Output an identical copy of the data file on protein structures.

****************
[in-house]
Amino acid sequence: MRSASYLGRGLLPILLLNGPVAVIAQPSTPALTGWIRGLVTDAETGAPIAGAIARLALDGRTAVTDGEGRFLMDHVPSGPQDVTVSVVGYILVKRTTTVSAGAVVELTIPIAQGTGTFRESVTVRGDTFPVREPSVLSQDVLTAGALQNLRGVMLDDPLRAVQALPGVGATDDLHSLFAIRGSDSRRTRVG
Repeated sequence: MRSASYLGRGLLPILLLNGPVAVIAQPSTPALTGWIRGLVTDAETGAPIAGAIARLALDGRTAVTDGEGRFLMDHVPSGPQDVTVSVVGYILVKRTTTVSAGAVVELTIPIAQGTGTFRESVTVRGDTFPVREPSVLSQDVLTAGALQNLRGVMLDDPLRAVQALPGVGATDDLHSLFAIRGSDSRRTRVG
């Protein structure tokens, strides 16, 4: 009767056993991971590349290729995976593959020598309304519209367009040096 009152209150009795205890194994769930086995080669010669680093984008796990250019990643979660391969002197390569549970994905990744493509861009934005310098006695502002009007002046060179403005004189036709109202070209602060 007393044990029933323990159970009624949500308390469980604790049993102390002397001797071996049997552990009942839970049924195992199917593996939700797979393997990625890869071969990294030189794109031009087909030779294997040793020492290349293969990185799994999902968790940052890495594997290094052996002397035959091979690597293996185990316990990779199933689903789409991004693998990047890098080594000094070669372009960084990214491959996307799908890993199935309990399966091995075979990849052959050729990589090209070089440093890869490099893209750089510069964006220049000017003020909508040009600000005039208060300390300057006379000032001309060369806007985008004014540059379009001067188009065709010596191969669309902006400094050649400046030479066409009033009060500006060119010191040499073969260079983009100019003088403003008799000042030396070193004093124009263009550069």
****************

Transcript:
[in-house]
Amino acid sequence: MRSASYLGRGLLPILLLNGPVAVIAQPSTPALTGWIRGLVTDAETGAPIAGAIARLALDGRTAVTDGEGRFLMDHVPSGPQDVTVSVVGYILVKRTTTVSAGAVVELTIPIAQGTGTFRESVTVRGDTFPVREPSVLSQDVLTAGALQNLRGVMLDDPLRAVQALPGVGATDDLHSLFAIRGSDSRRTRVG
Repeated sequence: MRSASYLGRGLLPILLLNGPVAVIAQPSTPALTGWIRGLVTDAETGAPIAGAIARLALDGRTAVTDGEGRFLMDHVPSGPQDVTVSVVGYILVKRTTTVSAGAVVELTIPIAQGTGTFRESVTVRGDTFPVREPSVLSQDVLTAGALQNLRGVMLDDPLRAVQALPGVGATDDLHSLFAIRGSDSRRTRVG
């Protein structure tokens, strides 16, 4: 009767056993991971590349290729995976593959020598309304519209367009040096 009152209150009795205890194994769930086995080669010669680093984008796990250019990643979660391969002197390569549970994905990744493509861009934005310098006695502002009007002046060179403005004189036709109202070209602060 007393044990029933323990159970009624949500308390469980604790049993102390002397001797071996049997552990009942839970049924195992199917593996939700797979393997990625890869071969990294030189794109031009087909030779294997040793020492290349293969990185799994999902968790940052890495594997290094052996002397035959091979690597293996185990316990990779199933689903789409991004693998990047890098080594000094070669372009960084990214491959996307799908890993199935309990399966091995075979990849052959050729990589090209070089440093890869490099893209750089510069964006220049000017003020909508040009600000005039208060300390300057006379000032001309060369806007985008004014540059379009001067188009065709010596191969669309902006400094050649400046030479066409009033009060500006060119010191040499073969260079983009100019003088403003008799000042030396070193004093124009263009550069």